6. Facilitate a discussion about the idea of using symbols to represent events in life. You can begin with some of the following examples:

    • the symbol of birth could be a stork or baby

    • graduation could be marked using a cap and tassel

    • divorce in family could be a drawing of stick people with a lightning strike down the middle

    • death could be shown using a grave marker
  7. Once students understand how to use symbols, refer back to the plot diagram.

  8. Using the ideas shared by the class, ask them to assign a positive or negative value to each of the elements of the plot.

  9. Make a visual representation of this on the board or chart paper, using a symbol for each of the events. This can also be accomplished using the online Graphic Map tool and an LCD projector.

  10. Open up a conversation about the similarities and differences between a plot diagram and a graphic map:

    • A plot diagram tells the story sequentially.

    • A graphic map also tells the story sequentially, but also allows for emotions and judgments to be recorded in relationship to each plot event.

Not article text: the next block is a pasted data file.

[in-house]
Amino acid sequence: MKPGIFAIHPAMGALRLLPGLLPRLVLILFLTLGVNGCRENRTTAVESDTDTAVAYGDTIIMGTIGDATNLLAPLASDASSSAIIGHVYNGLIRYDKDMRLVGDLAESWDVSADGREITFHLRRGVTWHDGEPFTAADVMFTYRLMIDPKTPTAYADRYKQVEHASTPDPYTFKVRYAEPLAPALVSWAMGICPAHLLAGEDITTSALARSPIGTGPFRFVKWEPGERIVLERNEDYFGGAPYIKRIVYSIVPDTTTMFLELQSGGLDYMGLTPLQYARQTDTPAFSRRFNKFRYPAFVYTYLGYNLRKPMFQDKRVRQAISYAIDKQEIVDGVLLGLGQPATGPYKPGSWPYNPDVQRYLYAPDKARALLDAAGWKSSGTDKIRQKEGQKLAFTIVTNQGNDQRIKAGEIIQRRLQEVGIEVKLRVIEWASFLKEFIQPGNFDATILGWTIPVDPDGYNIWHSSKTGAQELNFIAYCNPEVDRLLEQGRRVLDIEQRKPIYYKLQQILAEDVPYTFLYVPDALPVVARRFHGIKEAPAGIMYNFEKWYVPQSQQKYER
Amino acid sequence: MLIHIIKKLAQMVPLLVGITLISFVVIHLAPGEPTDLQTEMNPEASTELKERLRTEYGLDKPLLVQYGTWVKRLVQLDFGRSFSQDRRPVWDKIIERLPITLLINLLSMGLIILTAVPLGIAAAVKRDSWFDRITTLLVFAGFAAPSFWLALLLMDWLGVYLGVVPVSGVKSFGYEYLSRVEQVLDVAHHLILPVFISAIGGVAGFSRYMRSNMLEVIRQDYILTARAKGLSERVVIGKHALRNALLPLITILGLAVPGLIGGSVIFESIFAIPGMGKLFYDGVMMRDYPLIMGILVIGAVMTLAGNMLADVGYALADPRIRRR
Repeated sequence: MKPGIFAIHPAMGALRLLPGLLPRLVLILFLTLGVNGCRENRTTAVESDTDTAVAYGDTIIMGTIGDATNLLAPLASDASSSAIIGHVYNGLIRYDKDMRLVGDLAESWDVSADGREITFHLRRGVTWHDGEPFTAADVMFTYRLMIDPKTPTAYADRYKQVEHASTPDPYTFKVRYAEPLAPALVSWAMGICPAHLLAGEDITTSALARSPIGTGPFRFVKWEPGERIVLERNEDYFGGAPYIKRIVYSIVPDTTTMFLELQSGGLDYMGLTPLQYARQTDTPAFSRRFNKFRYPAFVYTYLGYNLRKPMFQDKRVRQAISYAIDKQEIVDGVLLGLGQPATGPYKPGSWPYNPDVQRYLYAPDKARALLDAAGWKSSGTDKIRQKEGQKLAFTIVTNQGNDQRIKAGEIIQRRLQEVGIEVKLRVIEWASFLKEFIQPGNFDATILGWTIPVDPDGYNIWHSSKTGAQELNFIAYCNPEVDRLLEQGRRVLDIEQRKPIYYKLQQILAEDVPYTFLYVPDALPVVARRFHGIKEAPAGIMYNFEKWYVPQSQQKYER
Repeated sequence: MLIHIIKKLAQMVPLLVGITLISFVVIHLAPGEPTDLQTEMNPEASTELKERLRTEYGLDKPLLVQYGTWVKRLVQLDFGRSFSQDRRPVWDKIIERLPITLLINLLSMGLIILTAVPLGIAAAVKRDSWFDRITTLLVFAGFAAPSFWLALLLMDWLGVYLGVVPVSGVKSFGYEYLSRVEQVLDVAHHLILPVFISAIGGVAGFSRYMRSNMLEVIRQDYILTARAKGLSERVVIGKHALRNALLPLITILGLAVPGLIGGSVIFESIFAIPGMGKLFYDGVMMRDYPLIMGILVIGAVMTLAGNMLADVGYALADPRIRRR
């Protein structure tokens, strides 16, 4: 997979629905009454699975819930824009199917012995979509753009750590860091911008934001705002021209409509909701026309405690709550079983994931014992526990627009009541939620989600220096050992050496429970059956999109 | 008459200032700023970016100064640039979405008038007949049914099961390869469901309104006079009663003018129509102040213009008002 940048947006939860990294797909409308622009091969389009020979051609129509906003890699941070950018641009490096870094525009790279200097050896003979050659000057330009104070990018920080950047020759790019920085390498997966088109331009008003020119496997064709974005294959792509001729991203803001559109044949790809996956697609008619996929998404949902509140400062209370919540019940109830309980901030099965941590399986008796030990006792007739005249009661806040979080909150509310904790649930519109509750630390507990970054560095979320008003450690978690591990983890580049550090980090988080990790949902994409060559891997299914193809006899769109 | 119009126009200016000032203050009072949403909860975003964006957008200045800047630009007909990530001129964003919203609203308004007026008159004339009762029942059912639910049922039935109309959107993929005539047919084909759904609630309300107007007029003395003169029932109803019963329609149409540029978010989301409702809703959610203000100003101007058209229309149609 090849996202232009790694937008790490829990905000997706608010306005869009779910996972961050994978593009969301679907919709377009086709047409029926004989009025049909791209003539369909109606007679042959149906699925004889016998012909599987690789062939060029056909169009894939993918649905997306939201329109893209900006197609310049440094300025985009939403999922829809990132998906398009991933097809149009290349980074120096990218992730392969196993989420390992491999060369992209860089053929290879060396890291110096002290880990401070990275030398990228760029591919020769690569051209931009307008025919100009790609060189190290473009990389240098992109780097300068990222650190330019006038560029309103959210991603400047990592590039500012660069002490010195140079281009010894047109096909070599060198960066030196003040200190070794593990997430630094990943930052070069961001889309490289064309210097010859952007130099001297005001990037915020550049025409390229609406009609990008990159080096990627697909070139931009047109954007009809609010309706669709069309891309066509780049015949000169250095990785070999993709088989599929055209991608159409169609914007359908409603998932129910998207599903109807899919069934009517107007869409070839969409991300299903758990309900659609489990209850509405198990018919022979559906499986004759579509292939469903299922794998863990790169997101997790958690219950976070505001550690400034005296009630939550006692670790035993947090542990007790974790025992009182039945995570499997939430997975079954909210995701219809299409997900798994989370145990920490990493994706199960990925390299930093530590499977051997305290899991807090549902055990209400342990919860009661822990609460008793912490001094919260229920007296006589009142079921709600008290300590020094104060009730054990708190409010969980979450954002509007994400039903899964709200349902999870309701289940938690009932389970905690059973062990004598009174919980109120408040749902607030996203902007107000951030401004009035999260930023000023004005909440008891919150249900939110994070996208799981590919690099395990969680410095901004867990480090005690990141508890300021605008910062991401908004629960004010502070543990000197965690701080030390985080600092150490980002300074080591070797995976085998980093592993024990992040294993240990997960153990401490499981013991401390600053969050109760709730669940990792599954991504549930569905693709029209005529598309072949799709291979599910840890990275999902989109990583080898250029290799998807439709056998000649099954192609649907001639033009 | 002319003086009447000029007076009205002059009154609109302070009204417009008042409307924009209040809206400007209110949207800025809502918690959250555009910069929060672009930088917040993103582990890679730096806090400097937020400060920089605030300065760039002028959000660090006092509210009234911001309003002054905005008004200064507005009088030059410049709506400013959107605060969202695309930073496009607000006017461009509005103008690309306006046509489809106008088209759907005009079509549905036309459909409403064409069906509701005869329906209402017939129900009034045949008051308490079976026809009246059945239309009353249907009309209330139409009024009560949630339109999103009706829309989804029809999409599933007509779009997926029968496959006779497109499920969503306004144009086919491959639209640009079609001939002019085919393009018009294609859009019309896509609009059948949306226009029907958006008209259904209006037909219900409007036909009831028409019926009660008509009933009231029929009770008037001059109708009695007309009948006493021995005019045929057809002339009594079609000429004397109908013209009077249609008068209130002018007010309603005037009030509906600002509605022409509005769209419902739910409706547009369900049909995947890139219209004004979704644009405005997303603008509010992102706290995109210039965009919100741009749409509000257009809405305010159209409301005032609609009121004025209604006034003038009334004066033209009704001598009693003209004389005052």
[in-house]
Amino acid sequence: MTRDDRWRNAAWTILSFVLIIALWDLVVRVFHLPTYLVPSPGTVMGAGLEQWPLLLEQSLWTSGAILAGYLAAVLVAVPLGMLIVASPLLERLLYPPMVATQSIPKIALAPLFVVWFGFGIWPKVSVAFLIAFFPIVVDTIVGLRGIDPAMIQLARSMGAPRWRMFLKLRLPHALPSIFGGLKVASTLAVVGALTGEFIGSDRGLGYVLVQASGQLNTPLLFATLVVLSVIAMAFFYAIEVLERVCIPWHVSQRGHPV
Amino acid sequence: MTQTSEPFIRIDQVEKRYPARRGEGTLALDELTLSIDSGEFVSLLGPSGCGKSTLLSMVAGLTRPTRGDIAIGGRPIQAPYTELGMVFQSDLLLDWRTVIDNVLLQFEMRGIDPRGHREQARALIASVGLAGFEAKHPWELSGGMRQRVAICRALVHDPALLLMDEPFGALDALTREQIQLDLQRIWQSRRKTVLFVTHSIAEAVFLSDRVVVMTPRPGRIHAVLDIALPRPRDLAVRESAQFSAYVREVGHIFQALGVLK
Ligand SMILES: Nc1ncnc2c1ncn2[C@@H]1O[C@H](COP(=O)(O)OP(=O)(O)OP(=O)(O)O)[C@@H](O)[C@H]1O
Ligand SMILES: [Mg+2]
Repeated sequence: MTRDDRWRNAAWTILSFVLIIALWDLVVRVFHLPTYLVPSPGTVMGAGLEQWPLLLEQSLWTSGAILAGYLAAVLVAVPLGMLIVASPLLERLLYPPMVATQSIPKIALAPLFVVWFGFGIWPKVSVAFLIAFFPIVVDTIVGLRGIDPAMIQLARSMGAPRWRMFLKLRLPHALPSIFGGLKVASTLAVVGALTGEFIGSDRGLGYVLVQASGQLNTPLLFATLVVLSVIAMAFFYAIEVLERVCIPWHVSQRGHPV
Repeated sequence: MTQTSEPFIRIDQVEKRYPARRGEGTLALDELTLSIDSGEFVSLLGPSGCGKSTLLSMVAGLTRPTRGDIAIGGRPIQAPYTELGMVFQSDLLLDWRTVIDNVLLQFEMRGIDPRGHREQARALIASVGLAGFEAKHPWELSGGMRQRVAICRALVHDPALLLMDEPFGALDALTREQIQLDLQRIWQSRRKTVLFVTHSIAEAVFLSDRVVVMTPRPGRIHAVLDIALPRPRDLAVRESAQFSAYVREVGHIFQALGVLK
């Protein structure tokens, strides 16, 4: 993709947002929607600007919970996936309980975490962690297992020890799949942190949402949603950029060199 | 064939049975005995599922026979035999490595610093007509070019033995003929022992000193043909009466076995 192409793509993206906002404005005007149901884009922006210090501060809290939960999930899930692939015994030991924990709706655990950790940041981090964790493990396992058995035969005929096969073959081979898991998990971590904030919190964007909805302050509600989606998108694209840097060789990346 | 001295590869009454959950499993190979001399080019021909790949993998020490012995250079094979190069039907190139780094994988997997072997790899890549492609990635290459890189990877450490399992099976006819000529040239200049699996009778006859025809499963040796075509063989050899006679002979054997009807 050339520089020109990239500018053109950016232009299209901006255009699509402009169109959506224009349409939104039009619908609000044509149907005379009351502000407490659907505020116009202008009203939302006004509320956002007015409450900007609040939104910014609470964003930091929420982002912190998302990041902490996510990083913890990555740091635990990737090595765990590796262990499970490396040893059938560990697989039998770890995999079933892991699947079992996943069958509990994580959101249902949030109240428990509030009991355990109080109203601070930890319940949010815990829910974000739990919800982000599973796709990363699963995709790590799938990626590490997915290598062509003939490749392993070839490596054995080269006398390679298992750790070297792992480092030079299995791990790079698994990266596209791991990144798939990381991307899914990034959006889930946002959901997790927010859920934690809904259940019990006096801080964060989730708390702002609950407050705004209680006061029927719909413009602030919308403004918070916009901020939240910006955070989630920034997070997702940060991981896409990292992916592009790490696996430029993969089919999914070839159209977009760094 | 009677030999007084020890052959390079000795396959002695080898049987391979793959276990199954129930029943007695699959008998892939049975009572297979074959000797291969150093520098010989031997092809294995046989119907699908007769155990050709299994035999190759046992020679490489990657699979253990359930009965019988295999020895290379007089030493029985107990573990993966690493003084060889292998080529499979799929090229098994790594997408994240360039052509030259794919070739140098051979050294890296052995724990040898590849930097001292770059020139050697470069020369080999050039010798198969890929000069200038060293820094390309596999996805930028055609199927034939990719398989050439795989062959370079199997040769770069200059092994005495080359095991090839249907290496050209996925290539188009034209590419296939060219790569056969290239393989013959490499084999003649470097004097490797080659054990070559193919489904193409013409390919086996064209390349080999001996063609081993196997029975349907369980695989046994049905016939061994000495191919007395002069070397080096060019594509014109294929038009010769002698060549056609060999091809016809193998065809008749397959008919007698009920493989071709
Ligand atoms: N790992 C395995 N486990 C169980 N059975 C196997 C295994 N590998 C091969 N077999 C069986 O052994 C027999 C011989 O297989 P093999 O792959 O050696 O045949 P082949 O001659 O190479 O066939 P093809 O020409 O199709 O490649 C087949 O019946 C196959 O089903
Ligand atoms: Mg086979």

Session Two

  1. To introduce the project to the students, share the Graphic Map Example from The Watsons Go To Birmingham—1963. This example was created from Kenny's point of view.

  2. Discuss how this example combines aspects of a plot diagram and a graphic map.

  3. Show the rubric to students and discuss the components.

  4. Allow students to score the Graphic Map Example with the rubric, so they get a feel for what will be required of them.

  5. Explain the project to students:

    • Working in small groups, students will choose another character in The Watsons Go To Birmingham—1963 and create a graphic map, following that character through the story.

    • The groups of students will not only retell key events from the story, but they will also assign a value to each event.

    • Using the Graphic Map tool, a maximum of 15 entries can be entered.

    • In the box labeled Scene, record the page number of the section you will be documenting.

    • The Topic box is for a title of the scene.

    • There is an additional box to add a description of the event.

    • The final step is to choose a picture to represent the event.
  6. When students have completed and printed their graphic maps, allow time for them to share with the rest of the class.

  7. This sharing may open up discussions about the themes found in this book: racism, discrimination, differences in the North vs. the South, the decade and the happenings then, and so forth. The 1960s entry from Wikipedia and an NPR article about the 16th Street Baptist Church Bombing can provide useful background information to help facilitate this discussion.

Session Three

  1. Begin this session by discussing the graphic maps from the previous class session. Talk about what went well, any difficulties encountered, and any problems with technology.

  2. Groups may also want to assess their group graphic map using the rubric to see what they need to improve before they make their own individual graphic map.